Thermodynamics of SU(3) Gauge Theory from Gradient Flow

Thermodynamics of Gauge Theory from Gradient Flow

Masayuki Asakawa Department of Physics, Osaka University, Toyonaka, Osaka 560-0043, Japan    Tetsuo Hatsuda Theoretical Research Division, Nishina Center, RIKEN, Wako 351-0198, Japan Kavli IPMU (WPI), The University of Tokyo, Chiba 606-8502, Japan    Etsuko Itou High Energy Accelerator Research Organisation (KEK), Tsukuba 305-0801, Japan    Masakiyo Kitazawa Department of Physics, Osaka University, Toyonaka, Osaka 560-0043, Japan    Hiroshi Suzuki Department of Physics, Kyushu University, 6-10-1 Hakozaki, Higashi-ku, Fukuoka, 812-8581, Japan

A novel method to study the bulk thermodynamics in lattice gauge theory is proposed on the basis of the Yang–Mills gradient flow with a fictitious time . The energy density  and the pressure  of gauge theory at fixed temperature are calculated directly on lattices from the thermal average of the well-defined energy-momentum tensor obtained by the gradient flow. It is demonstrated that the continuum limit can be taken in a controlled manner from the -dependence of the flowed data.

05.70.Ce; 11.10.Wx; 11.15.Ha

FlowQCD Collaboration

The symmetric energy momentum tensor (EMT), , which is the generator of the Poincaré transformations, is a fundamental operator in quantum field theory Caracciolo:1990emt (). Since , , and  correspond to the energy density, the momentum density, and the momentum-flux density, respectively, the EMT and its correlation functions provide useful information on the bulk and transport properties at finite temperature (). For example, the energy density  and the pressure  are given by  and , respectively, with  being the thermal average. Also, the shear viscosity  can be extracted from the two-point correlation, . In quantum chromodynamics (QCD), these observables are particularly important in formulating the relativistic hydrodynamics for the quark-gluon plasma Romatschke:2009im (). Therefore, high precision and non-perturbative evaluation of the -point EMT correlations in lattice QCD is called for.

To calculate such correlations in numerical lattice simulations, we first need to define proper EMT on the lattice which is ultra-violet (UV) finite and is conserved in the continuum limit. Such a construction is not a trivial task due to the explicit breaking of the Poincaré invariance on the lattice. (See Refs. Giusti:2012yj (); Robaina:2013zmb (); Giusti:2013sqa (); Giusti:2013mxa () for recent developments.) This is the reason why and  at finite  have been mainly studied by an indirect “integral method” without the explicit use of the EMT Lombardo:2012ix ().

Recently, one of the present authors has shown that the proper EMT keeping all the nice features can be naturally constructed Suzuki:2013gza () on the basis of the Yang–Mills gradient flow Luscher:2010iy (); Luscher:2011bx (); Luscher:2013vga (). (See also related works, Refs. Borsanyi:2012zs (); Borsanyi:2012zr (); Fodor:2012td (); Fritzsch:2013je (); Luscher:2013cpa ().) In this Letter, we demonstrate, for the first time, that the thermal gauge theory can be studied by the direct lattice measurement of the proper EMT by considering and as examples. The key idea is to represent the EMT in the continuum limit by UV-finite and local operators obtained from the gradient flow. Then, by taking the limit of small flow time and small lattice spacing in an appropriate way, as discussed later, accurate thermodynamic observables are obtained with modest statistics.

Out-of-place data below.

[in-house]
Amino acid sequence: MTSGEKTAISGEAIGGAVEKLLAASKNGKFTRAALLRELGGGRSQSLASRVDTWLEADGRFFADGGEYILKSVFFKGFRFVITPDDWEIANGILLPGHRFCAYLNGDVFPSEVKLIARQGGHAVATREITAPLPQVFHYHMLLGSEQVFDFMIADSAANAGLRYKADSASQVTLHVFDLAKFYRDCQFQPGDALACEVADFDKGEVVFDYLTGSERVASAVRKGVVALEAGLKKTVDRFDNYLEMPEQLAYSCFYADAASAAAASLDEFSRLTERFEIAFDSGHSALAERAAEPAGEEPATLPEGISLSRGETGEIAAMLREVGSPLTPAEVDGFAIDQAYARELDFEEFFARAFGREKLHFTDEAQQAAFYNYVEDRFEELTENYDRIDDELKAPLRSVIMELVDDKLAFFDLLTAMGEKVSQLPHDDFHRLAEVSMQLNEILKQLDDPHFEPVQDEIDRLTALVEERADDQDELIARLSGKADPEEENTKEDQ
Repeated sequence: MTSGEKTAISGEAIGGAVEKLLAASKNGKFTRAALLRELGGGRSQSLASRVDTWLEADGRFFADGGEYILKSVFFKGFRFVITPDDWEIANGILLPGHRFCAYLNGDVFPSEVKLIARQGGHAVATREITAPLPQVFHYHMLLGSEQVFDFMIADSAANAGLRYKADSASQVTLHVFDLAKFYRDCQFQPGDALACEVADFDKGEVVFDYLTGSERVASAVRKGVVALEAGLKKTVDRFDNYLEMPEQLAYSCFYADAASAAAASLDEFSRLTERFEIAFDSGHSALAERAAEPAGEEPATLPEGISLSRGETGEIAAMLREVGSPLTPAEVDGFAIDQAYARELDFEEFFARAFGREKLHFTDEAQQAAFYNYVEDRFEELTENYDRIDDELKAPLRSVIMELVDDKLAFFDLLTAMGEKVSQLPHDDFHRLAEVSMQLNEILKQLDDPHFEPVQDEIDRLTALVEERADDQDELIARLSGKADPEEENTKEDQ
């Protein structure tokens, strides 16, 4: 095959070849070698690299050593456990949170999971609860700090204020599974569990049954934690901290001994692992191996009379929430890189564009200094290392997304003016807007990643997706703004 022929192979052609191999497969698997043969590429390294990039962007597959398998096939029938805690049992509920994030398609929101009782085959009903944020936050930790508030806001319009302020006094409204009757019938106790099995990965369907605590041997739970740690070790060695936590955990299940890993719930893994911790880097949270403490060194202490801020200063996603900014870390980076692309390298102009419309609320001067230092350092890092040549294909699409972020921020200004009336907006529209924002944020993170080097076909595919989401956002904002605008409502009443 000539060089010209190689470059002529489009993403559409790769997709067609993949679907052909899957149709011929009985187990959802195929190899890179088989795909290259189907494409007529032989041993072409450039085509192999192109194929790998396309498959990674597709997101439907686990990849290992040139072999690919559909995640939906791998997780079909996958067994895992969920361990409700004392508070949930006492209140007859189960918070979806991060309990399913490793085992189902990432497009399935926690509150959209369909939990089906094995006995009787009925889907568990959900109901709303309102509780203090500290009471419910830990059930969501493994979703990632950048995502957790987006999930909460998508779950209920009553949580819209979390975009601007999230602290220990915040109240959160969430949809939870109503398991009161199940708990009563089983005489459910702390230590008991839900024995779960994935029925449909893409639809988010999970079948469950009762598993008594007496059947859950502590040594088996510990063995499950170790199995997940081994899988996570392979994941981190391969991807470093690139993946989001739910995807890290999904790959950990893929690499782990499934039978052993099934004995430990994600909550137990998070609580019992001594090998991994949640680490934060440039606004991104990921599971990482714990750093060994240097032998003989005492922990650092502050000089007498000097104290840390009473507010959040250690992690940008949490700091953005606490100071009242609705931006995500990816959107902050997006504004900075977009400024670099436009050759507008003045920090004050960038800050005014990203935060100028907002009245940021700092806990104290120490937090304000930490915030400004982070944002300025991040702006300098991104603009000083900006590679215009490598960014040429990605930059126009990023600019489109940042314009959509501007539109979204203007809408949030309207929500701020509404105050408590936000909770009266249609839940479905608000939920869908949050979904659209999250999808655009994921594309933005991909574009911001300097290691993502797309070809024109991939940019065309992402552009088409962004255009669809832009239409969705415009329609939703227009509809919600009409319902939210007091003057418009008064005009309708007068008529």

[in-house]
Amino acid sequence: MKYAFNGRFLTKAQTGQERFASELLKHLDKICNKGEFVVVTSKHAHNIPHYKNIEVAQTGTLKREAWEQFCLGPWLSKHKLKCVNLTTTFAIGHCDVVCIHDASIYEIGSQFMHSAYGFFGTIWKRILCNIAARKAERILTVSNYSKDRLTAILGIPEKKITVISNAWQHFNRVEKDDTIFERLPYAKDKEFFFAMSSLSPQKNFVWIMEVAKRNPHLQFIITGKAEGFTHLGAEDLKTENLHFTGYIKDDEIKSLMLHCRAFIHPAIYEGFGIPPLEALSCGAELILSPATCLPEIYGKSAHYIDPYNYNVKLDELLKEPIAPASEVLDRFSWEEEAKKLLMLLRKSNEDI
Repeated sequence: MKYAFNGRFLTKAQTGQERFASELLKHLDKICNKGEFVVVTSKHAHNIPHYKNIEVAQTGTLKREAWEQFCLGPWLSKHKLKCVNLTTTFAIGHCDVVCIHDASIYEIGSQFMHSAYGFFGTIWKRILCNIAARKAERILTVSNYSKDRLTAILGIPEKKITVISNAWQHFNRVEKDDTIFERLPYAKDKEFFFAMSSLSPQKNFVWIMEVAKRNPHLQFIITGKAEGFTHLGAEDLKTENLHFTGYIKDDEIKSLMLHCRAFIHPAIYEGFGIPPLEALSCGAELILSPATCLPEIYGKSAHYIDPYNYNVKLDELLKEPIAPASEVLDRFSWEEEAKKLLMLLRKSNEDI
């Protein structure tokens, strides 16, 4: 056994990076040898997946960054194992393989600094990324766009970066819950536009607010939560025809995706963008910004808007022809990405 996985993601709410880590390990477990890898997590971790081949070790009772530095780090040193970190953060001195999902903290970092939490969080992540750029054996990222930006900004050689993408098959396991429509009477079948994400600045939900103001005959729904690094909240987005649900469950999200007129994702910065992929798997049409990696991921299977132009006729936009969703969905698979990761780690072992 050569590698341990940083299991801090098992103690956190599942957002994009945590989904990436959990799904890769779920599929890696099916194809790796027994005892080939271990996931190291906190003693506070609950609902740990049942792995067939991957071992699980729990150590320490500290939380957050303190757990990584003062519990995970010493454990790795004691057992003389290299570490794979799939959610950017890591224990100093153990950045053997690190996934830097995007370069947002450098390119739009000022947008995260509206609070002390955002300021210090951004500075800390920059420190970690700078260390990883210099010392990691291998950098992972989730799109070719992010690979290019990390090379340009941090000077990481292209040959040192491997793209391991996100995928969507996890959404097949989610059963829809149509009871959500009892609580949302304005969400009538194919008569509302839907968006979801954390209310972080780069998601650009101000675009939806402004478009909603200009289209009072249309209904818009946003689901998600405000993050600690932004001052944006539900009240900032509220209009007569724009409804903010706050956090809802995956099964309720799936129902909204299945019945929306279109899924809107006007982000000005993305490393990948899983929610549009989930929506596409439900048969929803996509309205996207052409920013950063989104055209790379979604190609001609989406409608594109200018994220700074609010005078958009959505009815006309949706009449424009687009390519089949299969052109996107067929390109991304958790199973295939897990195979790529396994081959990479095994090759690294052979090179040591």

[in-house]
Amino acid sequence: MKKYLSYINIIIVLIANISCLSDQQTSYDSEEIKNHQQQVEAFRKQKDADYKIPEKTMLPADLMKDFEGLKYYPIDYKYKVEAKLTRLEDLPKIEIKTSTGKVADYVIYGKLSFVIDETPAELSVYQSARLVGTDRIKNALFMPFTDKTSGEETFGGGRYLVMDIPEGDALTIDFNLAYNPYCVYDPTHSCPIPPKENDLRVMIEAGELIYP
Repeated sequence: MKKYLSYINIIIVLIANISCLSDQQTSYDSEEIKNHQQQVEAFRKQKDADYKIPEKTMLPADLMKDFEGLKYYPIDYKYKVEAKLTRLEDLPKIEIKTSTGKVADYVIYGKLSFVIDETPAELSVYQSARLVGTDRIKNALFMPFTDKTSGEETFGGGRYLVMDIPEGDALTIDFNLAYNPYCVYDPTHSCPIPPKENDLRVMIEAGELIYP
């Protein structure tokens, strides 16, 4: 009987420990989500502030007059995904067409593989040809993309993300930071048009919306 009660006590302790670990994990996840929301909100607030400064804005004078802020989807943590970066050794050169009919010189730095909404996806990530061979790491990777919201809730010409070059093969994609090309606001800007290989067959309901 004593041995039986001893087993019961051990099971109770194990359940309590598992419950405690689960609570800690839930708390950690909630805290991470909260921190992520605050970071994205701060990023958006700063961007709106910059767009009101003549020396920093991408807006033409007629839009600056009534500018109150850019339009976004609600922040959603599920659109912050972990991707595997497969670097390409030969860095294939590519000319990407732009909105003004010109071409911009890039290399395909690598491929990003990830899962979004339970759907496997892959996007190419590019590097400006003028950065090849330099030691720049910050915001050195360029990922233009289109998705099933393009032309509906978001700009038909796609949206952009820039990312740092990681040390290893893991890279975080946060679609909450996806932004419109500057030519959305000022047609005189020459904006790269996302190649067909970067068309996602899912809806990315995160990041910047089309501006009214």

Let us first recapitulate the basic idea of Ref. Suzuki:2013gza () in the continuum space-time. The Yang–Mills gradient flow is a deformation of the gauge configuration along a fictitious Euclidean time ; with , where and are the covariant derivative and the field strength of the flowed gauge field , respectively. The color indices are suppressed for simplicity. A salient feature of the gradient flow is its UV finiteness: Any correlation functions of , , … for  are UV finite without the wave function renormalization if they are written in terms of the renormalized coupling Luscher:2011bx (). This is owing to the fact that the diffusion in  naturally introduces a proper-time regulator of the form , where  denotes a typical loop momentum. In particular, the correlation functions are free from UV divergences even at the equal-point, for positive . For example, the following gauge-invariant local products of dimension  are UV finite for : and .

For , local products of flowed fields can be expanded in terms of four-dimensional renormalized local operators with increasing dimensions Luscher:2011bx (): The expansion coefficients are governed by the renormalization group equation and their small behavior can be calculated by perturbation theory thanks to the asymptotic freedom. For the operators mentioned above, we have Suzuki:2013gza (); DelDebbio:2013zaa ()


where is vacuum expectation value and is the correctly-normalized conserved EMT with its vacuum expectation value subtracted. Abbreviated are the contributions from the operators of dimension  or higher, which are suppressed for small .

Combining relations Eqs. (1) and (2), we have


where the perturbative coefficients are found to be Suzuki:2013gza ()